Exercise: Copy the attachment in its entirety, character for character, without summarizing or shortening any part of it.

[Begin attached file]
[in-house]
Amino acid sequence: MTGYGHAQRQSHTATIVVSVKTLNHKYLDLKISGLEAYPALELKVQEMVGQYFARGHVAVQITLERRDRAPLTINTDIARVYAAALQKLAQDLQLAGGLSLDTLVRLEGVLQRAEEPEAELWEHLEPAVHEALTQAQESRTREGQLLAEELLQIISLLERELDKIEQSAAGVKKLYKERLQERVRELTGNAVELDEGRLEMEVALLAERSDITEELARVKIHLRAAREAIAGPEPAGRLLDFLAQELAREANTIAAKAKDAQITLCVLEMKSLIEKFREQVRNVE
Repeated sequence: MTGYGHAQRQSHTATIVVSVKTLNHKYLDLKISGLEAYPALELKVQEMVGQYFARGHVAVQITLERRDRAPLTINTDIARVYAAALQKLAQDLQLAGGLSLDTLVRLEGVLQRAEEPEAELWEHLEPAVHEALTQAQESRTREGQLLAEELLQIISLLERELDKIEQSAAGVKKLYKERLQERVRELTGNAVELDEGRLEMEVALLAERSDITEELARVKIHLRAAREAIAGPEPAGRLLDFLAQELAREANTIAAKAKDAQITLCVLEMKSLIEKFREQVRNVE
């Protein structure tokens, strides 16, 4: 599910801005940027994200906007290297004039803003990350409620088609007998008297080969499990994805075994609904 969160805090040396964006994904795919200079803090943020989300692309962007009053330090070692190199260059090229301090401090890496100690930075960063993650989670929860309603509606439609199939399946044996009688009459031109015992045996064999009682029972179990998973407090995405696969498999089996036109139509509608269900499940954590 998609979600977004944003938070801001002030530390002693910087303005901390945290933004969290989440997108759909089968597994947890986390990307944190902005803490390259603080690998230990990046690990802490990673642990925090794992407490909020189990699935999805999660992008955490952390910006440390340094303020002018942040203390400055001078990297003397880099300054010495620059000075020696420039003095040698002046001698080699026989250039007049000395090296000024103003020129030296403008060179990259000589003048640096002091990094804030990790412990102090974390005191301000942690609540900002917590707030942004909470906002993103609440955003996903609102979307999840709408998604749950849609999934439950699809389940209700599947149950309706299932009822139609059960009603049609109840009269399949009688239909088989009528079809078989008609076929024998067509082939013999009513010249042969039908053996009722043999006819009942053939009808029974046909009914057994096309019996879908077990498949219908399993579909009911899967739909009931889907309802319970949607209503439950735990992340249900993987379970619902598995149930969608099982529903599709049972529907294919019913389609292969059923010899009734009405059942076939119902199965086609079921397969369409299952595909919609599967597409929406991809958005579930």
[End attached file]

[in-house]
Amino acid sequence: MTGYGHAQRQSHTATIVVSVKTLNHKYLDLKISGLEAYPALELKVQEMVGQYFARGHVAVQITLERRDRAPLTINTDIARVYAAALQKLAQDLQLAGGLSLDTLVRLEGVLQRAEEPEAELWEHLEPAVHEALTQAQESRTREGQLLAEELLQIISLLERELDKIEQSAAGVKKLYKERLQERVRELTGNAVELDEGRLEMEVALLAERSDITEELARVKIHLRAAREAIAGPEPAGRLLDFLAQELAREANTIAAKAKDAQITLCVLEMKSLIEKFREQVRNVE
Repeated sequence: MTGYGHAQRQSHTATIVVSVKTLNHKYLDLKISGLEAYPALELKVQEMVGQYFARGHVAVQITLERRDRAPLTINTDIARVYAAALQKLAQDLQLAGGLSLDTLVRLEGVLQRAEEPEAELWEHLEPAVHEALTQAQESRTREGQLLAEELLQIISLLERELDKIEQSAAGVKKLYKERLQERVRELTGNAVELDEGRLEMEVALLAERSDITEELARVKIHLRAAREAIAGPEPAGRLLDFLAQELAREANTIAAKAKDAQITLCVLEMKSLIEKFREQVRNVE
């Protein structure tokens, strides 16, 4: 599910801005940027994200906007290297004039803003990350409620088609007998008297080969499990994805075994609904 969160805090040396964006994904795919200079803090943020989300692309962007009053330090070692190199260059090229301090401090890496100690930075960063993650989670929860309603509606439609199939399946044996009688009459031109015992045996064999009682029972179990998973407090995405696969498999089996036109139509509608269900499940954590 998609979600977004944003938070801001002030530390002693910087303005901390945290933004969290989440997108759909089968597994947890986390990307944190902005803490390259603080690998230990990046690990802490990673642990925090794992407490909020189990699935999805999660992008955490952390910006440390340094303020002018942040203390400055001078990297003397880099300054010495620059000075020696420039003095040698002046001698080699026989250039007049000395090296000024103003020129030296403008060179990259000589003048640096002091990094804030990790412990102090974390005191301000942690609540900002917590707030942004909470906002993103609440955003996903609102979307999840709408998604749950849609999934439950699809389940209700599947149950309706299932009822139609059960009603049609109840009269399949009688239909088989009528079809078989008609076929024998067509082939013999009513010249042969039908053996009722043999006819009942053939009808029974046909009914057994096309019996879908077990498949219908399993579909009911899967739909009931889907309802319970949607209503439950735990992340249900993987379970619902598995149930969608099982529903599709049972529907294919019913389609292969059923010899009734009405059942076939119902199965086609079921397969369409299952595909919609599967597409929406991809958005579930």